Research has shown that massage therapy has numerous benefits. It can reduce a person's heart rate, as well as systolic and diastolic blood pressure, boost the body's immune system, improve flexibility and range of motion, and assist with relief from stress, chronic pain, anxiety, tension, and depression.
For the majority of Americans, massage is simply a technique for inducing relaxation and stress relief. However, to the nearly 290,000 massage practitioners and students in the U.S., it is much more.
Massage is a generic term, which encompasses a wide range of techniques and styles of bodywork. They can range from relaxing to invigorating and may include hot stones, cold and hot packs or other tools to facilitate the therapeutic effects. While some types of massage use oils or lotions, others are given with the client fully clothed. Depending on the style, massage can be applied with a practitioner's feet, elbows or knees in addition to their hands.
The bodywork technique commonly known as Thai massage is an important component of an entire traditional medical system. Traditional Thai Medicine is a 2,500-year-old system of natural healing developed in the ancient kingdom of Siam, now modern Thailand. Traditional Thai medicine is composed of four major branches: herbal medicine, food cures and nutrition, spiritual practices and the manual therapies of Thai massage, or Nuad Bo'Rarn.
Examining the term Nuad Bo'Rarn is helpful in developing an understanding of this type of bodywork from the Thai perspective. The Thai word Nuad means to touch with the intention of imparting healing. The word Bo'Rarn, derived from the Sanskrit language, means something that is ancient, sacred and revered. Clearly, the intention is to describe something that encompasses a Western notion of massage, but extends far beyond a description of a series of techniques applied to the surface of the body.
Influenced by the rich, ancient traditions of India and China, Thai medicine's development and history are woven into the fabric of the spiritual tenets of Buddhism. Thai medicine was transmitted orally from teacher to student in the same way the treasured texts, or Sutras, of Buddhism were transmitted. Historically, the practitioners of the medicine were Therevada Buddhist monks who practiced their healing at the monasteries, or "Wats".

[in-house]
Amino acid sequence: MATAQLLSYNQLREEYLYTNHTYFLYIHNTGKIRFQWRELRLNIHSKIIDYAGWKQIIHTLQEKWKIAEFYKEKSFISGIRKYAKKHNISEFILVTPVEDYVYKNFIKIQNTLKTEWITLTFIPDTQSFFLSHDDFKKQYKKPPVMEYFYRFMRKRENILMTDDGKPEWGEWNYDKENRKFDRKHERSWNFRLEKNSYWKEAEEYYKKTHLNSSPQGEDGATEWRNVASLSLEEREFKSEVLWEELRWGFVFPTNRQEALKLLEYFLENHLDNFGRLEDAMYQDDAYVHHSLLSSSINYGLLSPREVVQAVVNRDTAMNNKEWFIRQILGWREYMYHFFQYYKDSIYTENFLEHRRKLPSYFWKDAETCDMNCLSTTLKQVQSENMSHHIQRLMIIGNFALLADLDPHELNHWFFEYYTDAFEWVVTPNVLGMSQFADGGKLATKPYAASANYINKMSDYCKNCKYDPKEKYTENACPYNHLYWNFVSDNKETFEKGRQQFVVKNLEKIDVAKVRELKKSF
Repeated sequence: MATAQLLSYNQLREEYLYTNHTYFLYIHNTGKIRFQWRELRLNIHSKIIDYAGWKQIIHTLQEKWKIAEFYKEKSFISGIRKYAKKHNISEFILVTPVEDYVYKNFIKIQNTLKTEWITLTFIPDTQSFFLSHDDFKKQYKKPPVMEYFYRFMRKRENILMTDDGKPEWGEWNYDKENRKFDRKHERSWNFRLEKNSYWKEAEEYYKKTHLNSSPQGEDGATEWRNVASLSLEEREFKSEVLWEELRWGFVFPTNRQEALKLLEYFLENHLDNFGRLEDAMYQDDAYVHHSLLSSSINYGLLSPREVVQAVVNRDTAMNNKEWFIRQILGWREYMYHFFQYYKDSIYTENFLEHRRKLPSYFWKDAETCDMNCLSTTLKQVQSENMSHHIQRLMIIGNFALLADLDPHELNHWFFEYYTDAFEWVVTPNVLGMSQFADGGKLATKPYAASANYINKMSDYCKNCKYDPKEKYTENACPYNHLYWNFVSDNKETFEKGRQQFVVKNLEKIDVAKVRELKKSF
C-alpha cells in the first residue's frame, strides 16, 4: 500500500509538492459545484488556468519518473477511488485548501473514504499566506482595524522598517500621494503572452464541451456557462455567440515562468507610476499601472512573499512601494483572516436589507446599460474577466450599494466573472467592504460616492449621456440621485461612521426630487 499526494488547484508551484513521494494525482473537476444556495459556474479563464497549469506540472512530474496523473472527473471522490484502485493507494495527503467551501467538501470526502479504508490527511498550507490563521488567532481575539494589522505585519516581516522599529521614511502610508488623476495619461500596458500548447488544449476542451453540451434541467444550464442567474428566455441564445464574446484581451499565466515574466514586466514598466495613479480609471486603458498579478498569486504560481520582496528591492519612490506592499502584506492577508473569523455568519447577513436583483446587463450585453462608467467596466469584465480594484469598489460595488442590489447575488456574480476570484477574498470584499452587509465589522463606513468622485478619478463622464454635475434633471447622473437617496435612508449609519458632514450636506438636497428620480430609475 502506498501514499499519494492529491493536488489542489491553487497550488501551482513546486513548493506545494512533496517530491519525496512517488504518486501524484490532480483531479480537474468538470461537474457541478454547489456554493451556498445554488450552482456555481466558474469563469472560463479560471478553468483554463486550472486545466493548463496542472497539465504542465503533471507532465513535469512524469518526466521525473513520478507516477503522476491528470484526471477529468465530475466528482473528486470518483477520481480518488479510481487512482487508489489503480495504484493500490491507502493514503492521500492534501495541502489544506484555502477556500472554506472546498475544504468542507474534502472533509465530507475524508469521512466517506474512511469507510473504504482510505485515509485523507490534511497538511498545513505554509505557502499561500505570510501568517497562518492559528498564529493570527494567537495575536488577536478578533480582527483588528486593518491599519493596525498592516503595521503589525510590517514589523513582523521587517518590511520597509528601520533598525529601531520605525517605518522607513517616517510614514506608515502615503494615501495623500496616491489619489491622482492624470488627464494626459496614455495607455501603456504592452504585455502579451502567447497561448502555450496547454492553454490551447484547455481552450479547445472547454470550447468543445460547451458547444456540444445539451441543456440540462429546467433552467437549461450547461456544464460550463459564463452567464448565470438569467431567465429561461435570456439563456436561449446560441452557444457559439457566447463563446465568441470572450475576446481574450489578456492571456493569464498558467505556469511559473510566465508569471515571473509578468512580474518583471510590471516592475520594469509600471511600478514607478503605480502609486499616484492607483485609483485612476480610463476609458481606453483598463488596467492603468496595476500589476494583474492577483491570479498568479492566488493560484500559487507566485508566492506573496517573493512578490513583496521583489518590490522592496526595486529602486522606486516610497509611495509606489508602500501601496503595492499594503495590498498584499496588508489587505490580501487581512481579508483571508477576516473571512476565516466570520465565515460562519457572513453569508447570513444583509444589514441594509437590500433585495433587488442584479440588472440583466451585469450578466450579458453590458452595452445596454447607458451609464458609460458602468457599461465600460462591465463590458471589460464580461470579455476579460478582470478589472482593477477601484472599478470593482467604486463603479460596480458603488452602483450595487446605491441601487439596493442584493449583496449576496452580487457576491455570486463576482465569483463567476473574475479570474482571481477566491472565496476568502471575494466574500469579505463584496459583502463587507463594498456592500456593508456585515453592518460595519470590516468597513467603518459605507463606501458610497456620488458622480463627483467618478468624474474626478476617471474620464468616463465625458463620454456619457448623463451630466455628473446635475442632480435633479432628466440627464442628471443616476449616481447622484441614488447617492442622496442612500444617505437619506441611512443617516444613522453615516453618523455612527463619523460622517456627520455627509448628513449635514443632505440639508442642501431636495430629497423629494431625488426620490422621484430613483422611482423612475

A key aspect of Buddhist philosophy that is expressed through Thai massage is the concept of Metta. Translated as "loving kindness," Metta is a core component of daily life for each individual seeking awareness on the path described by the Buddha. The practice of Thai massage and other healing work is understood to be a practical application of Metta. Thai massage demonstrates the Four Divine States of Mind as taught in Buddhism: Loving-Kindness, Compassion, Vicarious Joy, and Mental Equanimity. In Thai Therevada Buddhist philosophy, significant emphasis is placed on the practical application of spiritual philosophy; that higher ideals should be brought into everyday life activities and decisions.
Traditional Thai massage is based on an energetic paradigm of the human body/mind. Energy is thought to travel on pathways throughout the body called Sen, with specific points of energy on these pathways called nadis. Thai massage moves energy freely along these pathways, thereby facilitating balance and health.
Thai massage is an interactive therapy involving the gentle stretching of muscles with pressure from a practitioner's palms, thumbs and feet. It is usually performed with the recipient wearing loose fitting clothing while they lay on a cotton mat on the floor. No oils or lotions are used during the 90-minute session. In Thailand, it is not uncommon for sessions to last up to three hours!
In addition to stretching, Thai massage also emphasizes deep abdominal procedures. In Thai medical theory, all the major energy pathways of the body have their origins in the abdomen near the navel. It is believed that the health and vitality of the eyes, ears, nose, and mouth are dependent on the health of the abdominal organs and the unobstructed flow of bio-energy through and away from the abdomen. Whereas most Western massage instruction begins with technical procedures and specific anatomical information, Thai massage instruction begins with the imperative that the practitioner work in a concentrated and meditative state of mind, fully present in each moment. It is believed this level of consciousness can then be imparted to the recipient through the practitioner's touch.
The techniques of Thai massage are applied very, very slowly. It is impossible to work too slowly as long as there is some movement. The slowness of the practice facilitates the tendency toward mindfulness. Because many of the techniques require heightened flexibility of both the practitioner and recipient, the slowness significantly diminishes the chance for injury. With the practitioner working in such a way, they immediately become acutely aware of resistance and any discomfort for the client and are able to stop or amend the procedure before injury occurs.
Proper body mechanics are key in the application of Thai Massage. Often referred to as "assisted yoga", many aspects of a Thai session resemble those of yoga postures. While anyone can receive Thai massage, certain procedures should be eliminated if they are not appropriate for the recipient (i.e., certain stretches of the back and legs would be avoided for individuals with lumbar disc problems).
Thai massage has been utilized for centuries as an important healing tool in the treatment of a wide variety of ailments such as musculoskeletal problems, internal medical problems, neurological complaints and emotional distress. Its benefits include structural alignment, increased flexibility, and decreased muscular and joint tension.
Even for a novice, Thai massage can provide a good opportunity to achieve a state of deep mental and emotional equanimity, profound stress relief, and moments of sweet bliss.
(Published: June 2004)